The Grammarphobia Blog

The flatulent society

Q: What is the origin of the word “pumpernickel”? My local newspaper guy and I (both former Iowans living in New York) disagree on the origin of the noun describing a coarse dark bread.

A: “Pumpernickel,” the name of the dark, slightly sweet bread, has humble origins, to say the least, in the Westphalia region of Germany.

The word is German and was first used for the bread in the 17th century. But it had an earlier meaning, roughly equivalent to a rascal or lout, in the 16th century.

To get a better sense of its early literal meaning, you have to take the word apart: in German, pumper means “fart” and Nickel is a pet-form of the name Nikolaus. The nickname has been used in German to mean “goblin,” “devil,” or “rascal,” according to the Chambers Dictionary of Etymology.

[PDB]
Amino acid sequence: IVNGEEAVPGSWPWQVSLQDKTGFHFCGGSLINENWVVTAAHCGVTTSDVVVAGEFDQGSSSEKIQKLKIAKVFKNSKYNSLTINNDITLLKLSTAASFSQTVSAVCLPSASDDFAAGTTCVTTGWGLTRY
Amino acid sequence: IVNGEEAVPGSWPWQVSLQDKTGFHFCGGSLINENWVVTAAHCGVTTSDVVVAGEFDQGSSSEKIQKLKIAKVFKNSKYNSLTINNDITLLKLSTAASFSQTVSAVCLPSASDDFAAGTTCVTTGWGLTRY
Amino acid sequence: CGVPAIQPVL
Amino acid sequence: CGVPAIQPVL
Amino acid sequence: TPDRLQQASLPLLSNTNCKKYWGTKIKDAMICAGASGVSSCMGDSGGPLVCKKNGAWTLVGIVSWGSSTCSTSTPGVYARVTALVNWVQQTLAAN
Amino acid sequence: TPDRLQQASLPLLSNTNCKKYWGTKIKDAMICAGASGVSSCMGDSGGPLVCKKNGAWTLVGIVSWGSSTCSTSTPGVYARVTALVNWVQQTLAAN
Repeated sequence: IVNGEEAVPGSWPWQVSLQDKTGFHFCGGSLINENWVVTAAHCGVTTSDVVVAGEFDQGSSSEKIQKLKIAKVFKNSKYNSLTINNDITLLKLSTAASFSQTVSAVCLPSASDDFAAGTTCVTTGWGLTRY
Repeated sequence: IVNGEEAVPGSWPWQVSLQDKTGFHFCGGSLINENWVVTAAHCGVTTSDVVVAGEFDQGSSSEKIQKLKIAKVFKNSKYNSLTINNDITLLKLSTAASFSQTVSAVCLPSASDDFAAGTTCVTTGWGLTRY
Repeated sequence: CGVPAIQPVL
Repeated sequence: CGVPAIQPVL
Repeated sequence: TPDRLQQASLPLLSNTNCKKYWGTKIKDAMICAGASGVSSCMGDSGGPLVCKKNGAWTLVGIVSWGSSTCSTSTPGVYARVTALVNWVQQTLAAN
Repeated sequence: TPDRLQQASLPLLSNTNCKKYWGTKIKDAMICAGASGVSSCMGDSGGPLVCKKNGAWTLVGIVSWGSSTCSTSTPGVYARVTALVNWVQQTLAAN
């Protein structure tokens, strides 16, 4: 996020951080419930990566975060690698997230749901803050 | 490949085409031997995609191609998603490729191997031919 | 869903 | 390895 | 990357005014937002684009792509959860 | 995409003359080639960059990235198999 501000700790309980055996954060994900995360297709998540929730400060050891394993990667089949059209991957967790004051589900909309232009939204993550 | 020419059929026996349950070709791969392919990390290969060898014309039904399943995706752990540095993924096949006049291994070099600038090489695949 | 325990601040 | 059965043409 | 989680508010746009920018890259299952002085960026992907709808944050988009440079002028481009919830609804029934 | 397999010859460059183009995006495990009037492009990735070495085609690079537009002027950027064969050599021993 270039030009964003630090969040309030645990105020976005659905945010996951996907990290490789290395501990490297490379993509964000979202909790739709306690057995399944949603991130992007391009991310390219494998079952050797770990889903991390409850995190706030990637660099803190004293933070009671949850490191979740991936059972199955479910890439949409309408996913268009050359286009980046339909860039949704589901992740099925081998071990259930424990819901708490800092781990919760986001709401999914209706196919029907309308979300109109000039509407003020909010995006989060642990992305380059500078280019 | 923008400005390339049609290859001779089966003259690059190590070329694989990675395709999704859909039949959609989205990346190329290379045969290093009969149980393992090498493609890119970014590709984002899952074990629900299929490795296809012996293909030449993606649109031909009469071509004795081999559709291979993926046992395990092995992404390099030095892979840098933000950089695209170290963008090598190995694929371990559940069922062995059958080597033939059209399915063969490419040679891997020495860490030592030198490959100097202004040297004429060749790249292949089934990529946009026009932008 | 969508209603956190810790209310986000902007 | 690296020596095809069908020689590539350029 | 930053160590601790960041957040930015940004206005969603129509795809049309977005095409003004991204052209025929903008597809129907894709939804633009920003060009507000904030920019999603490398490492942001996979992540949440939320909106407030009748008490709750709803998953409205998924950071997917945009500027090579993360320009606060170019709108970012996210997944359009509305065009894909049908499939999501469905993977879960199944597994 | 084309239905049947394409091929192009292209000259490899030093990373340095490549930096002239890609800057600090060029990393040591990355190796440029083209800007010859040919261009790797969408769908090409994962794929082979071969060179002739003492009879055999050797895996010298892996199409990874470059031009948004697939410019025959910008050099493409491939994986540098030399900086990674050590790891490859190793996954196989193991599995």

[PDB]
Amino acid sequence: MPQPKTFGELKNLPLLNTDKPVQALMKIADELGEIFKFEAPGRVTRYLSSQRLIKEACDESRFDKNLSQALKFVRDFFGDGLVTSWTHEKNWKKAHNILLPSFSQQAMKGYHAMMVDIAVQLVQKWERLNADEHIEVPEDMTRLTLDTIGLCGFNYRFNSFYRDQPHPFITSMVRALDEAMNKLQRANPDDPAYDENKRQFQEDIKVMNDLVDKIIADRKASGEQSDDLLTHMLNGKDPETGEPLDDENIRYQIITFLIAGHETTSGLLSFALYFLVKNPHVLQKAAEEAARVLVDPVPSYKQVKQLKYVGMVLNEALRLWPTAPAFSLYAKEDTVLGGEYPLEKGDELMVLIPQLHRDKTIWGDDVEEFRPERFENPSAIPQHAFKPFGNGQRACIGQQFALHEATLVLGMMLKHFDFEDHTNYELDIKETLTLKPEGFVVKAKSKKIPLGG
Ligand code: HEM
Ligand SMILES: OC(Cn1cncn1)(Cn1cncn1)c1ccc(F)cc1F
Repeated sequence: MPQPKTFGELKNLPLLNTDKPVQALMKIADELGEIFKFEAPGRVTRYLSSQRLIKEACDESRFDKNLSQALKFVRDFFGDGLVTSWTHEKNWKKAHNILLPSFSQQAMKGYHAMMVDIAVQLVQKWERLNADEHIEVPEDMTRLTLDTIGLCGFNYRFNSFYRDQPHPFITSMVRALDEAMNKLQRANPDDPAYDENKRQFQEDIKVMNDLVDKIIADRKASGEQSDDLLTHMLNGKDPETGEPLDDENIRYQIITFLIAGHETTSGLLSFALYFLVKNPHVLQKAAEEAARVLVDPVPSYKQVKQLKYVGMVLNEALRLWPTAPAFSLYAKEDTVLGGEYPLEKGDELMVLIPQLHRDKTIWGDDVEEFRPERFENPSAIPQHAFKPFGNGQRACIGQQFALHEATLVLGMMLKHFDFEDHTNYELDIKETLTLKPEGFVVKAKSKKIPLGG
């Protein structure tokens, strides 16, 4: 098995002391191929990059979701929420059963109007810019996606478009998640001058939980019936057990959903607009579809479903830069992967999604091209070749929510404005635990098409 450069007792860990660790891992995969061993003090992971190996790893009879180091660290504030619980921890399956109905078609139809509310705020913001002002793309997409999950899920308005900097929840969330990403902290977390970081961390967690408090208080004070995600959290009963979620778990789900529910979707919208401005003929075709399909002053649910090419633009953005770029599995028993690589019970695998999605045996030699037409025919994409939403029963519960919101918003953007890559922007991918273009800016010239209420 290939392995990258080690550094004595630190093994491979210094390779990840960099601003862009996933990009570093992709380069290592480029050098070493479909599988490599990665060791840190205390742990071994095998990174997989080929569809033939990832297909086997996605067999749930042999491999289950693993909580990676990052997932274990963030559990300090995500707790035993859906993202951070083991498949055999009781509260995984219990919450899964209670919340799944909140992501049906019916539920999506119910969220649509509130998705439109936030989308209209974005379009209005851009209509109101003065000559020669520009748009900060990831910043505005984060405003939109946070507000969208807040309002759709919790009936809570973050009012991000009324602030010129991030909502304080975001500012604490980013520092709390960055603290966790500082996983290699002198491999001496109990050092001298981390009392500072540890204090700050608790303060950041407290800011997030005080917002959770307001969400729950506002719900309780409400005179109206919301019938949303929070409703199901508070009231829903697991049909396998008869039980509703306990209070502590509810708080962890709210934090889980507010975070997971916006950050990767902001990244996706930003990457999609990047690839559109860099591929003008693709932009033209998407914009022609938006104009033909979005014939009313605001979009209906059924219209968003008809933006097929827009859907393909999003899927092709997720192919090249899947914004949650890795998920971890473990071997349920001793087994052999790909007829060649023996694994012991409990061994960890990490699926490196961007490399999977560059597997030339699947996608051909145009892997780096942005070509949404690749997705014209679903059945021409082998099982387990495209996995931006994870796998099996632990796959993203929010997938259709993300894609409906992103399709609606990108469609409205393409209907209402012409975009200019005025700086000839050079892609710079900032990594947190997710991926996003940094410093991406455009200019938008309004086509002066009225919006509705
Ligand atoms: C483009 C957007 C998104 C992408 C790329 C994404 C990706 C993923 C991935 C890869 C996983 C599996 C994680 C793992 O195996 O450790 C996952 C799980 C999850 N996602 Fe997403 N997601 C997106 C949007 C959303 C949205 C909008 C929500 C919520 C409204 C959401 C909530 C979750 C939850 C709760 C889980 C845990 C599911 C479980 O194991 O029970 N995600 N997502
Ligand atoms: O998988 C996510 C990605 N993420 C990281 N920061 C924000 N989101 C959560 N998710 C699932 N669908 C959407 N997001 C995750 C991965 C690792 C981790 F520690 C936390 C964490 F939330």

The Oxford English Dictionary says the earliest meaning of the word “pumpernickel” is “not entirely certain,” but the etymology indicates that “it is clearly depreciative.”

“As applied to bread it was apparently also originally depreciative and was perhaps originally applied to Westphalian bread by outsiders,” the OED adds. “This type of bread was probably so called either on account of its being difficult to digest and causing flatulence or in a more general allusion to its hardness and poor quality.”

You didn’t say what your disagreement with the newspaper guy was about, but I think I can guess: a popular folk etymology that “pumpernickel” is from a French phrase, usually bon pour Nicol, or “good for Nicol.”

The “Nicol” here is a horse, sometimes even Napoleon’s horse. This false etymology has been around almost as long as the original; in fact, it was recorded before Napoleon’s time.

By the way, there are two kinds of pumpernickel: German-style, which uses a chemical reaction to darken the bread, and American-style, which uses molasses or some other darkening agent.

I’ve never tried German pumpernickel, but I’ve heard that the American version is easier to digest – and less gassy. Enjoy!

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